IT is so disheartening when one reads about issues of vandalism in this day and era when people should be more interested in the building of our country than bringing it down to its knees. Vandalism is criminal and anyone found wanting should be punished accordingly.
As the country continues to push for noticeable infrastructure transformation, it is retrogressive and frustrating for criminals to destroy structures that are meant to add value to the growth of this nation both economically and technologically.
Vandals have not spared most firms from losing millions of money invested in putting up structures that play important functions in meeting different tasks.
Companies like Zesco, Zambia Railways, local authorities, water utility companies, the mines and of course the list seems endless, have all suffered huge losses through replacing and repairing of vandalised assets.
We carry a story in today’s publication on page (5) about IHS Towers Zambia – a company dealing in installation of communication towers indicating that it is losing more than K1 million every month due to vandalism on its installations in Southern Province.
Looking at such a figure being lost because of thoughtlessness by people who are not just greedy but are pure criminals, one cannot help but imagine how much the nation is losing countrywide as a result of vandalism.
Last week, another communications company Infratel, also reported that it had recorded a loss of K1 million during the first quarter of this year due to vandalism.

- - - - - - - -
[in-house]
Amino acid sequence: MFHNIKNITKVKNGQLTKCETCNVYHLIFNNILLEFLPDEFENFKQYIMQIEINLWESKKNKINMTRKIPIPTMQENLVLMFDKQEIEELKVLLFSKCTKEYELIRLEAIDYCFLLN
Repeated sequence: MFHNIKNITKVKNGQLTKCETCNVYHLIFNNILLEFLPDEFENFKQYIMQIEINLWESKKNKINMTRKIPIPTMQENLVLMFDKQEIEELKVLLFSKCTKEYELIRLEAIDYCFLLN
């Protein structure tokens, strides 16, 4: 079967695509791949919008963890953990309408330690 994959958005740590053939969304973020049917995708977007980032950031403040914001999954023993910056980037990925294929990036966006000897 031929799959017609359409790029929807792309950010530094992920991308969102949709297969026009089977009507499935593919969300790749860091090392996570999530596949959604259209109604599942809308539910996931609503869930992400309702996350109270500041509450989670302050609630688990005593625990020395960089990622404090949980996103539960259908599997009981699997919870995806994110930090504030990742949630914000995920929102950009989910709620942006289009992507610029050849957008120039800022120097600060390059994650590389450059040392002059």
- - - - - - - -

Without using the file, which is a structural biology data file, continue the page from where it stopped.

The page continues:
What is heartbreaking is that some of these criminals do not understand the full cost and importance of the property they are vandalising because if they did, they would maybe exercise some form of patriotism by refraining from such acts of sabotage.
As the law clearly states, ignorance is no defence. Culprits once caught should face the full wrath of the law so as to deter would-be offenders.
The police service should do more to curb this scourge because what is shocking is that even places like police stations themselves have not been spared.
Last year, former deputy Inspector General of Police Eugene Sibote, expressed shock that a modern police station under construction was vandalised in Chavuma District of North-Western Province.
If these criminals would go to such extents, it only means that they have not yet felt the full punishment of the law that would deter them from carrying out such irresponsible acts.
Those benefiting from stolen property should also be taken to book as they sustain the scourge of criminal activities through vandalism.
And as a tip, police should take keen interest in businesses such as scrap metal dealers and small-scale smelters just to check on suspected property looted through vandalism.